The primary objective of communicating in the first place is to convey a message, and the big challenge in communication is to do so effectively. This in itself can seem blatantly obvious and over-simplistic, but what happens on many occasions is that, either the desire transmission does not occur, or it does not occur effectively. This gains increasing importance and relevance when, for example, you have to present that project you have been working on for three years and you only have ten minutes to convince the client, investor or sponsor that the idea is not only good but worth considering. Sometimes the opposite occurs. You might have an absolutely extraordinary and novel idea, and you need funds to make it happen. In this case, you’ll need to be extremely clear and transparent in order to convince those who will be the decision-makers. Both situations can also come up in our daily lives, such as the board of a community of owners in an apartment block, a small start-up, SME, or a large group of companies with large scale projects and economic scope.
The secret to success
The guidelines to achieving success are common to any environment and situation, regardless of its size or the audience. The secret lies in fine-tuning the content and mastering its staging effectively. There is a natural tendency for people to overestimate the importance of content and to neglect aspects relating to the surrounding environment that end up being more important than you think. Obviously content is important, but that still amounts to no more than 20% of the whole exercise. Without content, there is no show, but 80% of the work falls into delivering the presentation – staging it. The quality and clarity of the graphic and audio-visual material, size and type of font, backgrounds, contrast, colours, spacing, body language, tone of voice, pauses, and if applicable, music and audio quality, are fundamental aspects to bear in mind to provide that favourable environment that opens the door to learning. It is no coincidence that I continually preach how entertainment leads to learning. The golden rule behind an ideal script is a good, clear and solid structure comprising an introduction, a main body, and a conclusion. Losing the audience’s attention must absolutely be avoided at all costs. Language has to be simple and free from technicalities, and generally in few words and without the excess of graphics, manage to transmit powerful messages. These messages are precisely the invaluable information that will be used to make decisions and take action.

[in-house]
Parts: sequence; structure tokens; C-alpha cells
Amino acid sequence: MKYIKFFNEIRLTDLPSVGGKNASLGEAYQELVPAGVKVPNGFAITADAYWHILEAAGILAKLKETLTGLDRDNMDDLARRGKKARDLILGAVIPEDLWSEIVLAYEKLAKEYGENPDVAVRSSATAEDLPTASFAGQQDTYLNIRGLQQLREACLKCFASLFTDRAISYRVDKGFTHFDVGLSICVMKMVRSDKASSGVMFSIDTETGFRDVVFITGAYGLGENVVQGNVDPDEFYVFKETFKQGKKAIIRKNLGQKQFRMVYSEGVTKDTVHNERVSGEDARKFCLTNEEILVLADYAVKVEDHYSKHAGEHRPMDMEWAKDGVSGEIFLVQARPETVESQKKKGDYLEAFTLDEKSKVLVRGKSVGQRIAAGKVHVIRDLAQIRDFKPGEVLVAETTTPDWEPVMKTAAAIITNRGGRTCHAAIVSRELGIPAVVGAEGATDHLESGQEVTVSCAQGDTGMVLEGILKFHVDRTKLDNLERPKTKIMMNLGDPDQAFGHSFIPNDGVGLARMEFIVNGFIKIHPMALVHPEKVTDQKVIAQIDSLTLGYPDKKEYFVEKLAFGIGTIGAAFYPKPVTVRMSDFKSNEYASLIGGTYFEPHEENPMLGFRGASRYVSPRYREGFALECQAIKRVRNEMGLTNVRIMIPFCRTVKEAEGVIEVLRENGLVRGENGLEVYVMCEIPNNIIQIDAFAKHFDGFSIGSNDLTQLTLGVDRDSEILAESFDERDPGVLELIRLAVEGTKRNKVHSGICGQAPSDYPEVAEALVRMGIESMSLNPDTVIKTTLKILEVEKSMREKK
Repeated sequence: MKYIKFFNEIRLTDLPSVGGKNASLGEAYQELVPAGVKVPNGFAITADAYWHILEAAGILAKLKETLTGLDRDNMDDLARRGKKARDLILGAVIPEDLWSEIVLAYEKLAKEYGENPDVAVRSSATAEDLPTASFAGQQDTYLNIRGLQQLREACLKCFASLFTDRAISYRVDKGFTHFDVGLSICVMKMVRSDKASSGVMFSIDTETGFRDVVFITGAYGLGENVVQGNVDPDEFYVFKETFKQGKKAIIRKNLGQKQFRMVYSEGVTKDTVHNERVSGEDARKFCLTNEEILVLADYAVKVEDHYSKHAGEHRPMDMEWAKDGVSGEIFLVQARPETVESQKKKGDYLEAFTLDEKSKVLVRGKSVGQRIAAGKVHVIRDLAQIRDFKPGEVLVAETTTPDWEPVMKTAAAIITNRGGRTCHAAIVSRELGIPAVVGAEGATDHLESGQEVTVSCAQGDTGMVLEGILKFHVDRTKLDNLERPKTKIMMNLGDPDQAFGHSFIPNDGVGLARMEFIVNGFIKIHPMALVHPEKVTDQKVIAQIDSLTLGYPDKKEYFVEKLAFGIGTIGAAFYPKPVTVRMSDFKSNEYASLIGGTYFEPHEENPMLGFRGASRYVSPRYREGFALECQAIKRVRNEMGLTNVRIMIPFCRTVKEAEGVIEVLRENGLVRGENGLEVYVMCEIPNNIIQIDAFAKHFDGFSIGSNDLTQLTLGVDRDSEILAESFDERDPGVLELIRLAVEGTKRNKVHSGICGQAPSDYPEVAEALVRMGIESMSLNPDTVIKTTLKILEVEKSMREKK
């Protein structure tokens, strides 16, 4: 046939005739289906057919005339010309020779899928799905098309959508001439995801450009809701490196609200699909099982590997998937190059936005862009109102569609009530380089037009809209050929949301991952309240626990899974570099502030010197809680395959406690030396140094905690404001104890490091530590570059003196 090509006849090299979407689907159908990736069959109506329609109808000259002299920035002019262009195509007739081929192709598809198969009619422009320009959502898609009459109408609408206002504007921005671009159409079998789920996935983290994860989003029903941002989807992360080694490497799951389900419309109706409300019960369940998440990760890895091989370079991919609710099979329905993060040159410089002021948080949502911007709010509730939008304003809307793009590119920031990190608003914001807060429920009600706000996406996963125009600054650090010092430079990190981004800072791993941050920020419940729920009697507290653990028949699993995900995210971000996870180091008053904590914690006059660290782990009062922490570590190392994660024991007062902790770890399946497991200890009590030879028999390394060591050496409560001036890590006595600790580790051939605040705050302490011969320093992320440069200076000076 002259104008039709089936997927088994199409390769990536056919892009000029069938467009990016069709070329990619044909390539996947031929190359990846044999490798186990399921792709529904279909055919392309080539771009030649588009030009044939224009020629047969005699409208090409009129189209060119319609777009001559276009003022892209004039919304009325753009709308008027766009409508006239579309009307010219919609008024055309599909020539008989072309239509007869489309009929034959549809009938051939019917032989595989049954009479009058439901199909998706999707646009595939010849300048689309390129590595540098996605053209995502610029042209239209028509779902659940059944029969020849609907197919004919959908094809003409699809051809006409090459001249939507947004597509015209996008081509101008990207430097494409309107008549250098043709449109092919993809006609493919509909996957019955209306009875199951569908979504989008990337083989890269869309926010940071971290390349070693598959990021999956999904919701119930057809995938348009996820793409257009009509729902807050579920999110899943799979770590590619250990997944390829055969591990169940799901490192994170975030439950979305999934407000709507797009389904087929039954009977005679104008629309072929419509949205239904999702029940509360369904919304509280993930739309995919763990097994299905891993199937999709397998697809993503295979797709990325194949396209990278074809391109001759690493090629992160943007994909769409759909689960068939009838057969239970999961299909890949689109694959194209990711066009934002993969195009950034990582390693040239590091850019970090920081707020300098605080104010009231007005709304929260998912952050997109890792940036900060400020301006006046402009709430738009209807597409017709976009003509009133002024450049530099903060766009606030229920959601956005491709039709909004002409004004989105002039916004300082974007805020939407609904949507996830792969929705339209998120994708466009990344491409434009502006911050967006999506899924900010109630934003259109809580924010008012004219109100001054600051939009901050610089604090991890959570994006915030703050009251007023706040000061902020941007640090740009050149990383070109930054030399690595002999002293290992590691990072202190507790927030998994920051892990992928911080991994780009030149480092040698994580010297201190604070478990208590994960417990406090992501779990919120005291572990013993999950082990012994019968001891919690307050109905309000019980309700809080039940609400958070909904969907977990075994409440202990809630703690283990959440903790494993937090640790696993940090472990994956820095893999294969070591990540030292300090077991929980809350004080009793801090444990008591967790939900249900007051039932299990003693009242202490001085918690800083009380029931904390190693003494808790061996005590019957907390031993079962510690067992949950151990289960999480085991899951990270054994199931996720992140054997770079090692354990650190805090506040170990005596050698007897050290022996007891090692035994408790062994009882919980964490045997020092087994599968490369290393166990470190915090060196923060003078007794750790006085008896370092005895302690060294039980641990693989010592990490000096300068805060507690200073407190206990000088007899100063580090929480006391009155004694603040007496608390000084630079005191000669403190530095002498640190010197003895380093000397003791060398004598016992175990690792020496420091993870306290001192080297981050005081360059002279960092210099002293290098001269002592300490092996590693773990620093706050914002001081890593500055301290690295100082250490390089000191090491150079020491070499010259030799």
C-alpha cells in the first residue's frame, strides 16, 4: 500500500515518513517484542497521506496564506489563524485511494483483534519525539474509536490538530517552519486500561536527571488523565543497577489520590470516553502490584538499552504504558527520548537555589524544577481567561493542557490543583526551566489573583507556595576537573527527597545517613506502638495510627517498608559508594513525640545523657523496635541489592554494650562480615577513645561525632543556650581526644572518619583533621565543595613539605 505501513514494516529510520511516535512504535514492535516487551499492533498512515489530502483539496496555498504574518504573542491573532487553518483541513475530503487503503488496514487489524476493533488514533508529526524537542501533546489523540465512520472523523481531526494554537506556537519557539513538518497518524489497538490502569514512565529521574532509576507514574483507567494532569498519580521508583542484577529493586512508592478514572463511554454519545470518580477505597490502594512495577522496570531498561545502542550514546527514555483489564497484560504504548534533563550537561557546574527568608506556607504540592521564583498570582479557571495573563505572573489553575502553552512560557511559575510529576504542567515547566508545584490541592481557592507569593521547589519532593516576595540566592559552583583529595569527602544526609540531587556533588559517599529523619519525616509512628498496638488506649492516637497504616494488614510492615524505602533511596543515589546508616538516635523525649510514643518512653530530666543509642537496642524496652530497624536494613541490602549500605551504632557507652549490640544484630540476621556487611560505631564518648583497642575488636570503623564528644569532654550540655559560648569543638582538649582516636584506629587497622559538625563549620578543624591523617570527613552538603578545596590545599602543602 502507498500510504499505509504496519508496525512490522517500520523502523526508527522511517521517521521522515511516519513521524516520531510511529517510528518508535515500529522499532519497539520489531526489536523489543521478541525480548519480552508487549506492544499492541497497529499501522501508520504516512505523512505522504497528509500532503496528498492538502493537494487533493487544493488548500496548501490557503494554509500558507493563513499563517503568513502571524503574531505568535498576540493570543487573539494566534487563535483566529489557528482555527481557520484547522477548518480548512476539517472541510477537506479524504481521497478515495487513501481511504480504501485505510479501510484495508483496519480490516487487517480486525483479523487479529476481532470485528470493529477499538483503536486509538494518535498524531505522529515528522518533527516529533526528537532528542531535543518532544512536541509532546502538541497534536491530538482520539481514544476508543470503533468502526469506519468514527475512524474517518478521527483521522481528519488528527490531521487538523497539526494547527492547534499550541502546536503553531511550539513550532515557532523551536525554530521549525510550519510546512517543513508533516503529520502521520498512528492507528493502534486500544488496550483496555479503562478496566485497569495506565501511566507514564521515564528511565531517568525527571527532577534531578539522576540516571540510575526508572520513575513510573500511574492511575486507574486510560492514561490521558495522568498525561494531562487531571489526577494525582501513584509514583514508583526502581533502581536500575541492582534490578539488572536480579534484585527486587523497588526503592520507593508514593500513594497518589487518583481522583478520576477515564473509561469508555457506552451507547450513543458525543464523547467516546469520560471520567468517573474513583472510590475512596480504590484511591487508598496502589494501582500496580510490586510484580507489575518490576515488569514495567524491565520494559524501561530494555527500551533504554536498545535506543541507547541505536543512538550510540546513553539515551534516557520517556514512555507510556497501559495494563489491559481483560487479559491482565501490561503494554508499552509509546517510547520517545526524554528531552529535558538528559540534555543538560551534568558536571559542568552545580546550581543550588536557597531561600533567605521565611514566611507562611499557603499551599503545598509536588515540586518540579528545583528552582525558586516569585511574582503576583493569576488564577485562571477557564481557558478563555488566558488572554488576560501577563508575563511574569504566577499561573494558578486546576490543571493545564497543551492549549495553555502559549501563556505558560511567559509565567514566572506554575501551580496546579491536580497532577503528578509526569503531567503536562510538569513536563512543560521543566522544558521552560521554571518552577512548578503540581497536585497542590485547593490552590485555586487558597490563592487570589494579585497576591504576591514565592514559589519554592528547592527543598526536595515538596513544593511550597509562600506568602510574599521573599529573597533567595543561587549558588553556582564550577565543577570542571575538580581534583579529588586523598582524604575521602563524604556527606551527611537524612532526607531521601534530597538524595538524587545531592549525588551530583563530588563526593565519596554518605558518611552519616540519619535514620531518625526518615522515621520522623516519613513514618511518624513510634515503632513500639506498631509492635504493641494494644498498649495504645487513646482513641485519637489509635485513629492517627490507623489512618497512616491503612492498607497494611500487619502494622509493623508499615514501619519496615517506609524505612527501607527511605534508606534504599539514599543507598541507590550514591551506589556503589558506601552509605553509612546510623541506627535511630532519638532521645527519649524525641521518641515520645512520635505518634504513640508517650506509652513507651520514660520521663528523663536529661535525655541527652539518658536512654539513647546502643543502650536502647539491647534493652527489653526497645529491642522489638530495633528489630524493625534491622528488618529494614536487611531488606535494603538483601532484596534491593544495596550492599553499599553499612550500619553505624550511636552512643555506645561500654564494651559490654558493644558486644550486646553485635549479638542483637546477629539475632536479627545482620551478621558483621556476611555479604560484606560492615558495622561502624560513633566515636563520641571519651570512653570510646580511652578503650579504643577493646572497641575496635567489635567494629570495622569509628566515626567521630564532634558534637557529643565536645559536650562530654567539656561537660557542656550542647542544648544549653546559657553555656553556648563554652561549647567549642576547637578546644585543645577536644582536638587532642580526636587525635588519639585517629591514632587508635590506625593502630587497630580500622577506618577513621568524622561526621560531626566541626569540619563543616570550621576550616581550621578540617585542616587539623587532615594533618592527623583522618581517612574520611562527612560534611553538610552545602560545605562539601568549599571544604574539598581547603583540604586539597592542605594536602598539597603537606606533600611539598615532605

The perfect balance between content and staging is therefore the key, along with the golden rules that apply to the development of each of these. The vital ingredient, just as for any gourmet dish, is rehearsal. Rehearse, rehearse and rehearse, as Steve Jobs said. A rehearsal does not only include, as is commonly believed, reading the script, correct pronunciation and other aspects related to the content, but it also includes getting to know the environment in which the presentation is to be performed. I would like to emphasize once again, that this is regardless of the place, the magnitude and the audience. Whether it is directed at two people, or two thousand, in two square meters or two thousand, the rule is the same and applies to every situation. The difference between an improvised presentation and a well-prepared presentation is enormous, very easy to detect, and it is fundamental to the audience’s perception and therefore their willingness to learn.
To conclude, and referring back again to the first paragraph of the article regarding the effectiveness of communication and the effective transmission of a message, there is nothing better than explaining what has been learnt to a third person in as much detail as possible. This is the fundamental objective when preparing a presentation. It is the same thing that good writers do with their novels, and the same exercise that can be done after reading this article